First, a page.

WyomingELI State Wetland Protection Status, Trends, & Model Approaches
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Original Wetland Acreage Remaining Wetland Acreage Acreage Lost % Lost
2,000,000 1,250,000 750,000 -38%


Wyoming Wetlands: Palustrine wetlands occur throughout Wyoming and include emergent wetlands such as seasonally flooded basins or flats, fresh marshes, fresh meadows, saline marshes, and playas; forested wetlands such as swamps; scrub-shrub wetlands such as shrub swamps and bogs; unconsolidated bottom wetlands such as small stock ponds. Lacustrine wetlands are limited to the shallows of reservoirs and naturally occurring lakes. Riverine wetlands associated with high-gradient streams are concentrated in the mountainous areas, whereas wetlands associated with low-gradient streams and intermittent streams are more prevalent in basins and plains.

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Summary Features Regulation Water Quality Standards Mitigation Monitoring and Assessment Restoration Public/Private Partnerships

 

 

 

Summary

Overall Program:

Some measure of protection for wetlands is provided by several statutes including the water quality protection program and a recent wetland act requiring state notification for certain drainage activities and authorizing mitigation banks (effective 1996).

The drainage provisions became effective in 1996.

The legal banking provisions became effective on July 1, 1991 but the bank has not yet been implemented. 

Innovative Features and New Programs/Initiatives:

None.

State Wetland Conservation Plan

The Game & Fish and State Recreation Commission has completed a SCORP. 

No Net Loss/Net Gain Goal

There is not a no net loss goal in statute, but is the basic premise for the wetland bank. 

INDIVIDUAL FEATURES:

Regulation

Wetland Regulatory Statutes and Administrative Rules

WS 35-11-301 to WS 35-11-313. We established in 1996, State notification program for draining wetlands over 5 acres.

WY Stat. ## 89-849 to 89-862. State identifies areas of critical concern; local governments must adopt regulations consistent with state guidelines for these areas or the state may adopt a land use plan for the area. 

Wetland Definition and/or Delineation; Comparability With Federal Definition

Yes, a working definition has been adopted.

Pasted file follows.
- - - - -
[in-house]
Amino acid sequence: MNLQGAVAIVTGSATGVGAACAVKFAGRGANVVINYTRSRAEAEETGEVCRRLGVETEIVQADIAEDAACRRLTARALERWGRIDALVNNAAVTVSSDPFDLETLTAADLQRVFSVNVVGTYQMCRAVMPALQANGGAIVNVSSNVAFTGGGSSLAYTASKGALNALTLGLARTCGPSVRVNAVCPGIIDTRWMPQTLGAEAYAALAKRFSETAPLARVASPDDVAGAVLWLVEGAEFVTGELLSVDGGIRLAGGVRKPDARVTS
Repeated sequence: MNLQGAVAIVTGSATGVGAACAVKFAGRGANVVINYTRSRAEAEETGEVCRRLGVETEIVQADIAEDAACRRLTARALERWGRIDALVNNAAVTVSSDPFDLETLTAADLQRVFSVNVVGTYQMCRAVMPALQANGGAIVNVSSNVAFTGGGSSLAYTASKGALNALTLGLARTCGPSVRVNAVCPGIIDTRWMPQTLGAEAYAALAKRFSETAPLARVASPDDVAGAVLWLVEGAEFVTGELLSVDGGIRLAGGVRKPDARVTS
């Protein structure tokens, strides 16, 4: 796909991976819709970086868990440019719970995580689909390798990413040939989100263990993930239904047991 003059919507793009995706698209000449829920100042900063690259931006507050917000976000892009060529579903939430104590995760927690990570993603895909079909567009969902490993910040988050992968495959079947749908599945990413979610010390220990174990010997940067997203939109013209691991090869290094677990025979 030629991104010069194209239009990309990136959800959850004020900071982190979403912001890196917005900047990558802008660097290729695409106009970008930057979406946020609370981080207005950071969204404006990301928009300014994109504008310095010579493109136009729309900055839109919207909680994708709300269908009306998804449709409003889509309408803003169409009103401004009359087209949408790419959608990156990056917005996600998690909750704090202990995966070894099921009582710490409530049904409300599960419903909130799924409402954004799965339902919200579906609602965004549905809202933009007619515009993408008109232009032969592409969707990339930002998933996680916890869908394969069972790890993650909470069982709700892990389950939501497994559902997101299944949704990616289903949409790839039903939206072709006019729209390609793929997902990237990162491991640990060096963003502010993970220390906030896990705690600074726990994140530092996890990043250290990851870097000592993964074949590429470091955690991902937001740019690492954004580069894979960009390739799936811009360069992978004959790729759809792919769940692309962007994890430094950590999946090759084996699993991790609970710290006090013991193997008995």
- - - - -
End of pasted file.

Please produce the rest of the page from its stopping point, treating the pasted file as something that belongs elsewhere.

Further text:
Evaluation Methodology

One has been developed in a multi-agency memorandum of understanding specific to highway construction. 

Regulated and Exempted Activities

The wetland statute only regulates certain types of drainage. 

Special Provisions for Agriculture and Forestry

None.

Penalties and Enforcement

Violations of water quality regulations can be assessed up to $10,000/day. The penalty has not been enforced for wetlands to date. 

Permit Tracking

The state doesn't issue permits. All enforcement to date is by the U.S. Environmental Protection Agency and U.S. Army Corps of Engineers (404 program). 

State General Permit (PGP or SPGP) for 404

None.

Assumption of Section 404 Powers

Assumption has been explored. Twice, once in 1981, again in 1991. It was rejected both times by the state legislature. 

Joint Permitting

Joint 401/401 application and public notice procedures are implemented in the state. 

Special Area Management Plans and Advanced Identification Plans

None.

Role of Local Governments

Local government can establish zoning and setback ordinances. Conservation districts are active in promoting education and demonstration projects. 

Staffing (Regulatory Staff)

Currently, one full-time position.   

Water Quality Standards

Wetlands and Water Quality Standards

WS 35-11-301 to WS 35-11-313. State notification program for draining wetlands over 5 acres.

WY Stat. ## 89-849 to 89-862. State identifies areas of critical concern; local governments must adopt regulations consistent with state guidelines for these areas or the state may adopt a land use plan for the area.  

Wetland Definition

N/A 

Designated Uses

N/A 

Narrative and/or Numeric Criteria

N/A 

Antidegradation Policy

N/A 

Other

N/A 

Staffing (Wetland Water Quality Staff)

N/A 

Mitigation

Mitigation Policy

Mitigation is generally not required by state water quality regulation unless impacts to water quality are demonstrated. Mitigation is almost totally federally driven. However, mitigation is required in some instances for drainage pursuant to a new law. 

Mitigation Banks

Yes. A wetland law specifically authorizes mitigation banks. 

In Lieu Fee Program

None. 

Ad Hoc Arrangements

None. 

Mitigation Database

None. 

Staffing (Mitigation Staff)

None.  

Monitoring and Assessment

Mapping /Inventory

The National Wetland Inventory “NWI” is partially complete.

Preliminary work is beginning to integrate NWI maps into a state GIS system. 

Wetland Classification and Assessment

None. 

Overall Wetland Gain and Loss Tracking System

None.

Staffing (Monitoring and Assessment Staff.)

None. 

Restoration

Program Description

N/A 

Restoration Program Goals

N/A 

Eligibility Criteria

N/A 

Restoration Database

N/A 

Staffing (Wetland Restoration Program Staff.)

N/A 

Public/Private Partnerships

Acquisition Program

N/A 

Public Outreach/Education

N/A 

Tax Incentives

N/A 

Technical Assistance

N/A 

Other Nonregulatory Incentives for Private Landowners

N/A 

Wetland Training and Education

N/A 

Watershed Planning

N/A 

Special Problems

Selenium concentrations occur in some areas. Water development, degraded riparian areas, and coal mining impact wetlands. There is pressure to develop in Teton County. 

Coordination

None identified. 

Contact Person(s)

Jeremy Lyon
Wyoming Department of Environmental Quality
Water Quality Division
Herschler Building
122 West 25th Street
Cheyenne, WY 82002
(307) 777-7758

Contact Points

No website/links identified. 

Guidebooks, Brochures, Websites, Other Educational Materials

None identified.